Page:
‘Life is an adventure, not a walk. That’s why it’s difficult…’
… a quote from A Boy made of Blocks. A book about Alex’s relationship with his son, Sam, who has autism. Through sharing the game Minecraft, Alex discovers that Sam isn’t a problem to solve, but a unique person who needs support to negotiate the world, but has his own hopes, dreams and abilities.
This week’s news has highlighted A Journey Less Equal, a report about being disabled in Britain. Covering six key areas – education, work, standard of living, health and care, justice and detention, and participation and identity – It found that disabled people in the UK were experiencing disadvantages in all of them.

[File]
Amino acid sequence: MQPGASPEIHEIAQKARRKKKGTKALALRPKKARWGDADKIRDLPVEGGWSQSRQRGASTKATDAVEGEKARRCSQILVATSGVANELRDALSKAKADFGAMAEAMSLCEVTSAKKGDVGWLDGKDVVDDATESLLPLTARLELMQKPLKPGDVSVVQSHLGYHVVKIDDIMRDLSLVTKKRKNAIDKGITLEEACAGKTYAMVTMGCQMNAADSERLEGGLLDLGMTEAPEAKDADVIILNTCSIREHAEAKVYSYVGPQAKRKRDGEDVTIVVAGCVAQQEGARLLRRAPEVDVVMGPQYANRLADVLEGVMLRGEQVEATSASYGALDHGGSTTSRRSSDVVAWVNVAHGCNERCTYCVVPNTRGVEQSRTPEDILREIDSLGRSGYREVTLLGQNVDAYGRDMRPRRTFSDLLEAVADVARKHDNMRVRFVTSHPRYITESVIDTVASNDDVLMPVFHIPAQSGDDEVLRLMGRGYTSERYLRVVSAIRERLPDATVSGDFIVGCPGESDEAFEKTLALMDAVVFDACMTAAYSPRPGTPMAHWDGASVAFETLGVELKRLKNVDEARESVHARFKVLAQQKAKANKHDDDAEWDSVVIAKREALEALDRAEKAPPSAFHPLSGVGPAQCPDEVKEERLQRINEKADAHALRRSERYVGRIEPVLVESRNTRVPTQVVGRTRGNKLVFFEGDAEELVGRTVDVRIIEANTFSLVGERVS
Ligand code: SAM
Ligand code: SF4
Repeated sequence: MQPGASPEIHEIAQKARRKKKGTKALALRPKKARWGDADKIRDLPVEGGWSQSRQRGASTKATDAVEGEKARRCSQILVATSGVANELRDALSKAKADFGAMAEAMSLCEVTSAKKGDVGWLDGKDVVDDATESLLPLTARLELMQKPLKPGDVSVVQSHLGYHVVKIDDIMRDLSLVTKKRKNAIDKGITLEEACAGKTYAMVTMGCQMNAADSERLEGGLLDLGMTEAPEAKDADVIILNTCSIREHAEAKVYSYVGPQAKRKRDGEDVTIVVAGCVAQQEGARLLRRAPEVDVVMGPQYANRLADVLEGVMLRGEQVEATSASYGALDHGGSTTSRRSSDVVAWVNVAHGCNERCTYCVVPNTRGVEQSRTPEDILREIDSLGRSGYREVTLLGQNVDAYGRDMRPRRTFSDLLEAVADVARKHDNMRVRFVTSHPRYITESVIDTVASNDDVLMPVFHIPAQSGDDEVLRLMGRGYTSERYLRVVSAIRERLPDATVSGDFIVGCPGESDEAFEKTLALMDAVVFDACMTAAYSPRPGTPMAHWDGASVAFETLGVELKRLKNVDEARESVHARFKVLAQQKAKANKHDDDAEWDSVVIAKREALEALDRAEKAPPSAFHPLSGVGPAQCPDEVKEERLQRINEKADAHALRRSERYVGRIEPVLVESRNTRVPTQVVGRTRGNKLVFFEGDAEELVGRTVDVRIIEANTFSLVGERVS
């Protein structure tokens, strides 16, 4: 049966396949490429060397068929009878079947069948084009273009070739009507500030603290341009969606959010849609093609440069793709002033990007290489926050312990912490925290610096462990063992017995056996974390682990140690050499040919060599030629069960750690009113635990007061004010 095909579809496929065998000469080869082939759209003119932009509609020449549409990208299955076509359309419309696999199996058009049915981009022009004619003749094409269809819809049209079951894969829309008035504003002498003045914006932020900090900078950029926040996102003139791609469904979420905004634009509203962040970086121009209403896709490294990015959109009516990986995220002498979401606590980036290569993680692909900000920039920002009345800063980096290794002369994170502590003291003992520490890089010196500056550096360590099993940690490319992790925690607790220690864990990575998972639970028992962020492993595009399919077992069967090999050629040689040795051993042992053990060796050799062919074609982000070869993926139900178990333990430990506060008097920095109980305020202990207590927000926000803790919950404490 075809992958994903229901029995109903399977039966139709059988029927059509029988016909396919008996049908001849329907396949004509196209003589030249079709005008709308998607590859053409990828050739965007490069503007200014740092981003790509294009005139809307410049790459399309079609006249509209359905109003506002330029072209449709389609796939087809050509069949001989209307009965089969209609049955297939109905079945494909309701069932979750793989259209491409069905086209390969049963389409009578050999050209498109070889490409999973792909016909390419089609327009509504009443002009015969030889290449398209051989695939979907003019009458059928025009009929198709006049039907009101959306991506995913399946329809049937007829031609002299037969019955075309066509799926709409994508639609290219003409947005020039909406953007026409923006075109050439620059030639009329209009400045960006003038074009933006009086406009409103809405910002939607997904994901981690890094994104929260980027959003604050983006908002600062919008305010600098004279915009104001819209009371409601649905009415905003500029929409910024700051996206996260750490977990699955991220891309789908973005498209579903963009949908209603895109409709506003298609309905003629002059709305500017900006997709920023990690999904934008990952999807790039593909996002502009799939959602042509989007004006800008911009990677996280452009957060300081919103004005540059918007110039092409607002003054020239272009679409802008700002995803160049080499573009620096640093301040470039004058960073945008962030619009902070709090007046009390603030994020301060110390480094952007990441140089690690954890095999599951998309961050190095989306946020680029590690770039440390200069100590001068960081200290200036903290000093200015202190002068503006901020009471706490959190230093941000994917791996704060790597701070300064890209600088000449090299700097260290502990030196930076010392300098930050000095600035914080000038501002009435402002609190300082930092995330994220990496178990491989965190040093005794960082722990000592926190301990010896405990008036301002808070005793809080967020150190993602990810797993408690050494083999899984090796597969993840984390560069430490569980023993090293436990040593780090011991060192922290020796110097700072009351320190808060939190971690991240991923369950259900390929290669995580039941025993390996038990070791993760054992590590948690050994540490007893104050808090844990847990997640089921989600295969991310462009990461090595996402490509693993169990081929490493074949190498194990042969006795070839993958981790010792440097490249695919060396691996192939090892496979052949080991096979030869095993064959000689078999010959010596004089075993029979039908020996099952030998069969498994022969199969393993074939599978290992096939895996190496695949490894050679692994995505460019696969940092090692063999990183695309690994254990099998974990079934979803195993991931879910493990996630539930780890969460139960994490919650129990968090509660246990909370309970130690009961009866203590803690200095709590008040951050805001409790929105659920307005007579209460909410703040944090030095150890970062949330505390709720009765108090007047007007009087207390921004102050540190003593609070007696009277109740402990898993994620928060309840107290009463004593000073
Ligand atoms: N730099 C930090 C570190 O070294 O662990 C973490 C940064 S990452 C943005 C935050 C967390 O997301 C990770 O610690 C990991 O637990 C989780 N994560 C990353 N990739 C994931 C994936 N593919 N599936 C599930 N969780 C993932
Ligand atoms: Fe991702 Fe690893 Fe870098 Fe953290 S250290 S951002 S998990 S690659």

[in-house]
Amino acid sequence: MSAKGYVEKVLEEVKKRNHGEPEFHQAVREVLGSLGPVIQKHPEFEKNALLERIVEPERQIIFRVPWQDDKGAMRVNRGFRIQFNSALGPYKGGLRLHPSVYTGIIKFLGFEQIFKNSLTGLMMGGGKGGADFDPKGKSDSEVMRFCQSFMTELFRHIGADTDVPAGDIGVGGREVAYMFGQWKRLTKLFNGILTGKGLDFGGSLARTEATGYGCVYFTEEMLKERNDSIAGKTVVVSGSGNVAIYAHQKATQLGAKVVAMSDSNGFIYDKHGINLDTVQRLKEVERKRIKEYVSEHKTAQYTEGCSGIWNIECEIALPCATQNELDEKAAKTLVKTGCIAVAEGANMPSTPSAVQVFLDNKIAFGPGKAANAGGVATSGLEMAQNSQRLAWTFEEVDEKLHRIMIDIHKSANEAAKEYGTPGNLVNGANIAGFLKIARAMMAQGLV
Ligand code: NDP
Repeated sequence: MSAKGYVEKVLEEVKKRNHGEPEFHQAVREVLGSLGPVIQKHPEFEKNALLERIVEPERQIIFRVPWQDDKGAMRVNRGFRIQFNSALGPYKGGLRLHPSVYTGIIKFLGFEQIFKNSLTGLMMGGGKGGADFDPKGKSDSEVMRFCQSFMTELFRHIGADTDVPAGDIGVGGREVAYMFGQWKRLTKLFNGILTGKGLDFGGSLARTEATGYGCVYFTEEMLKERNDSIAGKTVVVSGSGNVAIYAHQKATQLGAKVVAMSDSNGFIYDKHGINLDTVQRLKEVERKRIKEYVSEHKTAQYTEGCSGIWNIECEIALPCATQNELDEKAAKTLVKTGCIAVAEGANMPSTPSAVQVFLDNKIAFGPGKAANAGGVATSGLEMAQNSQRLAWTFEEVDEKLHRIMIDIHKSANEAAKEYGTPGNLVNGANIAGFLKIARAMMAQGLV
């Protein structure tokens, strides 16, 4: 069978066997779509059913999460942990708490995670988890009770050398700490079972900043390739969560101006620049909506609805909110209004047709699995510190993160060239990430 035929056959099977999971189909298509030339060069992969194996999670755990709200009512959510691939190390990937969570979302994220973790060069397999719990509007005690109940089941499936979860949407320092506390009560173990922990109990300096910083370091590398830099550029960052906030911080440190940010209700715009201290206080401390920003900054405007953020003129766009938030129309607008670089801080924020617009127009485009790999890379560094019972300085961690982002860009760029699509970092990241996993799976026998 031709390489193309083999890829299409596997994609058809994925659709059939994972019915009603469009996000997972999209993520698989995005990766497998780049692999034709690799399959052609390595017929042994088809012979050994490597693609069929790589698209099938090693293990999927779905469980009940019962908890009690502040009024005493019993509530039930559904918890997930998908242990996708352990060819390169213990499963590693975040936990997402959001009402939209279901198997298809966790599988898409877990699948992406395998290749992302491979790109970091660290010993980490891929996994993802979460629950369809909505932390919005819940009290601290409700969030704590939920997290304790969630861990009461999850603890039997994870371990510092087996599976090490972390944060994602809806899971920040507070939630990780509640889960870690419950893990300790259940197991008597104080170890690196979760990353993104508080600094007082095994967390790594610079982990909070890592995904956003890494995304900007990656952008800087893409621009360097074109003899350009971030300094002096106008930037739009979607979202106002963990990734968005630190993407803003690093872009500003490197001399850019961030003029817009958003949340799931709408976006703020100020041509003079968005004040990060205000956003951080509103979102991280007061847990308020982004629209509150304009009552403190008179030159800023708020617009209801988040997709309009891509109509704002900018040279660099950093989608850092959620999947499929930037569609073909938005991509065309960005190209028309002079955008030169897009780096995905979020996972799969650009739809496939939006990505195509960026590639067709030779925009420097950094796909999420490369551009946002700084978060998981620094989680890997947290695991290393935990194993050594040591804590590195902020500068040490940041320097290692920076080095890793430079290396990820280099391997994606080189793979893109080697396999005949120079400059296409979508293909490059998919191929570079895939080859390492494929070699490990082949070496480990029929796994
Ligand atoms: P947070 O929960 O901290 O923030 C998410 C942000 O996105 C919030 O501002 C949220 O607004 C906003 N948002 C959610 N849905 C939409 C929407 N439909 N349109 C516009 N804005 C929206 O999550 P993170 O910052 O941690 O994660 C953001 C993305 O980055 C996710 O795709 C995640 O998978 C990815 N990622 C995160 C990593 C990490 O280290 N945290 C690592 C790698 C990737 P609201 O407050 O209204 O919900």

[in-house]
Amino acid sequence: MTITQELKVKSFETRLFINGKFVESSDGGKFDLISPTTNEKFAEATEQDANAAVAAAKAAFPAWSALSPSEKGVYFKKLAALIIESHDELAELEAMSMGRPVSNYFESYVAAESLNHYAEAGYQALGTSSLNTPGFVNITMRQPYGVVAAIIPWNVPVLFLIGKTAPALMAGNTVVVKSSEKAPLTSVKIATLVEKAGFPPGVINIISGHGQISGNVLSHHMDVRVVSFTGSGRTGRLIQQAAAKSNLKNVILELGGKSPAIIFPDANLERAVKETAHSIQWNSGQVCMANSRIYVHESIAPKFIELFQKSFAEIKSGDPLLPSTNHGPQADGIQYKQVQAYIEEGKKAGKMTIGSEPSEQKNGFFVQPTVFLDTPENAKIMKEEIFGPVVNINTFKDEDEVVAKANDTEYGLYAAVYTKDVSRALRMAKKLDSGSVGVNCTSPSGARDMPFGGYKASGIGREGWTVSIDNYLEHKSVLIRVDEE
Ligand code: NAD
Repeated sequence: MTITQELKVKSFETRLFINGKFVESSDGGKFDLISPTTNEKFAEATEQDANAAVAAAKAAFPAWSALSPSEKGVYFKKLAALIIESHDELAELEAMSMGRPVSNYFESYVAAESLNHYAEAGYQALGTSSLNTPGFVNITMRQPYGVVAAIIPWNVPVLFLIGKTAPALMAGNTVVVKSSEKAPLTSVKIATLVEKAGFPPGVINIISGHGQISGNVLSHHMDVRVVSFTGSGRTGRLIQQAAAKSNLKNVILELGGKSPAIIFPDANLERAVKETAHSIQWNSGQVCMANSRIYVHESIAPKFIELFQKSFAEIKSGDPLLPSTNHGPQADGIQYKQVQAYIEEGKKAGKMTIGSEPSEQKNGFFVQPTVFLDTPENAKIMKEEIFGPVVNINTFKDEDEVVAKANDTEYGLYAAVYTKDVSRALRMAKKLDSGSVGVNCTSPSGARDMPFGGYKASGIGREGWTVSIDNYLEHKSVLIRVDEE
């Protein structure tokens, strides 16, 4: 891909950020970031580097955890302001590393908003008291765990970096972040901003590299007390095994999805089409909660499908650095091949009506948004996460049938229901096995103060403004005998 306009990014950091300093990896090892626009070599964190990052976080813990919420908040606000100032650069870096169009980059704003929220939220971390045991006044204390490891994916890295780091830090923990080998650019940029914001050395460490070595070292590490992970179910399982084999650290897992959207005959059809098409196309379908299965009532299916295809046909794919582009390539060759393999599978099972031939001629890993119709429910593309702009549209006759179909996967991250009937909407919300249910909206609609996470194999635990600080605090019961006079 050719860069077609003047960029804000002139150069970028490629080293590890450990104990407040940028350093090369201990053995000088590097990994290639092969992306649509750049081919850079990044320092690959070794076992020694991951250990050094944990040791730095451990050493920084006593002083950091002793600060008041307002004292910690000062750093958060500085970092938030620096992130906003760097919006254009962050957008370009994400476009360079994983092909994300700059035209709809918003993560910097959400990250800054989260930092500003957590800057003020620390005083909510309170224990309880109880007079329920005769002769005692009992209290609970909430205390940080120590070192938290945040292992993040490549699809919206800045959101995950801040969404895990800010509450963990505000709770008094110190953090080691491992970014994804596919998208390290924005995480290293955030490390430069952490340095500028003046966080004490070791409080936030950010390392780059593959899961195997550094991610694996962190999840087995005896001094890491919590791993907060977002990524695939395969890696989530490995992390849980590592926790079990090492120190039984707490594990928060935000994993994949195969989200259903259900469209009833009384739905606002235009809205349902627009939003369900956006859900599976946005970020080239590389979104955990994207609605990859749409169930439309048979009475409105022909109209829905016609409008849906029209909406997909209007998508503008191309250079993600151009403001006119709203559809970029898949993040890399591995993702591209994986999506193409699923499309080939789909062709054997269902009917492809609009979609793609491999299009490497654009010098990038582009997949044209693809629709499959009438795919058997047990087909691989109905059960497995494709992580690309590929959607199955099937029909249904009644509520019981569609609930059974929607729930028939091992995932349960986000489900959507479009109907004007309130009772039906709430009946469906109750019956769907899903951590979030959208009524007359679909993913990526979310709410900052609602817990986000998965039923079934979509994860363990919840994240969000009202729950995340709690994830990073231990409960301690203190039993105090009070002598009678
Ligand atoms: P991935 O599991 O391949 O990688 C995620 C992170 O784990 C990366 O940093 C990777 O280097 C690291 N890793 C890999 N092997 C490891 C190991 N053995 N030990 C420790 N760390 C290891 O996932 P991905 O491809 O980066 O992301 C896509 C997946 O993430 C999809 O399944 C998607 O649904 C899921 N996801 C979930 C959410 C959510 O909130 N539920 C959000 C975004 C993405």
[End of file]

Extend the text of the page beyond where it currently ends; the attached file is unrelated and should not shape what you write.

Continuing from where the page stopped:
I would love to say that Church is different, that developing relationships and enabling people of all abilities to fully participate in church life is a real priority, but it wouldn’t be true. 80% of disabled people don’t go to church and the church experience for many parents with a disabled child is shameful. There are some shining examples of good practice, but generally we fall behind other organisations.
I think we genuinely desire for this to be different but, like Alex with Sam, we view people who are differently able as a problem to solve rather than people who are fearfully and wonderfully made who have hopes and dreams and abilities.
At the end of the book Alex concludes;
‘That’s why it’s difficult – life is extraordinary and it means something, and those things are costly. You have to be patient prepared and strong.’
As disciples of the crucified Christ we know life is extraordinary and it means something, and those things are costly. On behalf of our differently able brothers and sisters we need also to be patient prepared and strong.
By Joanne Wetherall, Children and Families Officer